“Many kids who are transgender have chosen a name that is different than the one that they were given at birth,” said author Stephen T. Russell, professor and chair of human development and family science. “We showed that the more contexts or settings where they were able to use their preferred name, the stronger their mental health was.”
The study in the Journal of Adolescent Health was published this week in advance of Saturday’s annual Transgender Day of Visibility.
Full story at Science Daily
A study led by Columbia University Irving Medical Center (CUIMC) revealed that young Americans had a sharply higher risk of suicide in the months after surviving a deliberate self-harm attempt. The authors say the findings, published online today in Pediatrics, underscore the need to direct clinical interventions toward youth who survive such attempts during this critical period.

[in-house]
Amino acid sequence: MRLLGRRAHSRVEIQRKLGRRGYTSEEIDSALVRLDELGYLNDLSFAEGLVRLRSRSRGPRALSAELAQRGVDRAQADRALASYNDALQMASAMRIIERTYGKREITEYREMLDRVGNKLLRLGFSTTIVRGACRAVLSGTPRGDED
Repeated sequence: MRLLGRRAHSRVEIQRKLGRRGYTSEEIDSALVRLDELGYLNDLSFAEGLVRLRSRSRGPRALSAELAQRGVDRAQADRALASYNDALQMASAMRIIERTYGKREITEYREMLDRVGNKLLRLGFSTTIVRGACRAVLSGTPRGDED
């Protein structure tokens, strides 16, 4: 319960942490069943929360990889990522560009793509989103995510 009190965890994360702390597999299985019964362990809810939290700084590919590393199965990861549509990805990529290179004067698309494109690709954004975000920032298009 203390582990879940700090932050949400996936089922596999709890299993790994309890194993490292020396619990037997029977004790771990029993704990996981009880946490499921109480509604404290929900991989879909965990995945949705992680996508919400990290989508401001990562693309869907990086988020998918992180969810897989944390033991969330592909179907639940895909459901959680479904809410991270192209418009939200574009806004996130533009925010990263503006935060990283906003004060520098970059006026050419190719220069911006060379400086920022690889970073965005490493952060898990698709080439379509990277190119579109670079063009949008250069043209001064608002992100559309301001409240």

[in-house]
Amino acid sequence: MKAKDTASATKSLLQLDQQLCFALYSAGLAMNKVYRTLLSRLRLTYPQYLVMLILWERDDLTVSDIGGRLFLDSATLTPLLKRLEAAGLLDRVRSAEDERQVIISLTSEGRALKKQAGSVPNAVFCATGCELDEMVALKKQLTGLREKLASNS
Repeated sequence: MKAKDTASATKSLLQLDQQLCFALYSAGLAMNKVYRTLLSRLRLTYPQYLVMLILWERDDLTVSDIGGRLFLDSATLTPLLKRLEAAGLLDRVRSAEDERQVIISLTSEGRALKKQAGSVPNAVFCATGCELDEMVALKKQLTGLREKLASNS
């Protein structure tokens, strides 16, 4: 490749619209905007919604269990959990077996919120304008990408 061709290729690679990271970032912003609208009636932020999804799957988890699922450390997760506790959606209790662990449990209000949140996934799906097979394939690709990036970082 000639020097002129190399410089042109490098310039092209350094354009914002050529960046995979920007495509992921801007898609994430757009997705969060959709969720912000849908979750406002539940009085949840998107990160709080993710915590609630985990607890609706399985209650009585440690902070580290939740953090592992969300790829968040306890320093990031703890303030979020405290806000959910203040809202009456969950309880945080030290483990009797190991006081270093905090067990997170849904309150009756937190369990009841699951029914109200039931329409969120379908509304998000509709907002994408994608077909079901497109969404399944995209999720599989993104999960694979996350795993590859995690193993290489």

“Our latest study shows that time is of the essence in preventing a nonfatal self-harm event from leading to a fatality,” said Mark Olfson, MD, MPH, professor of psychiatry at Columbia University Vagelos College of Physicians and Surgeons and lead author of the study. “Although young adults compared to adolescents had a higher risk of suicide over the year after self-harm, adolescents had a particularly high risk during the first few weeks.”
Nonfatal self-harm — meaning self-poisoning or self-injury (e.g., cutting) with or without suicidal intent — is common among young people. Although around one-third of young people who die of suicide have nonfatal self-harm events in the last three months of life, little is known about which young people with self-harm are at the highest short-term risk of suicide.
Full story at Science Daily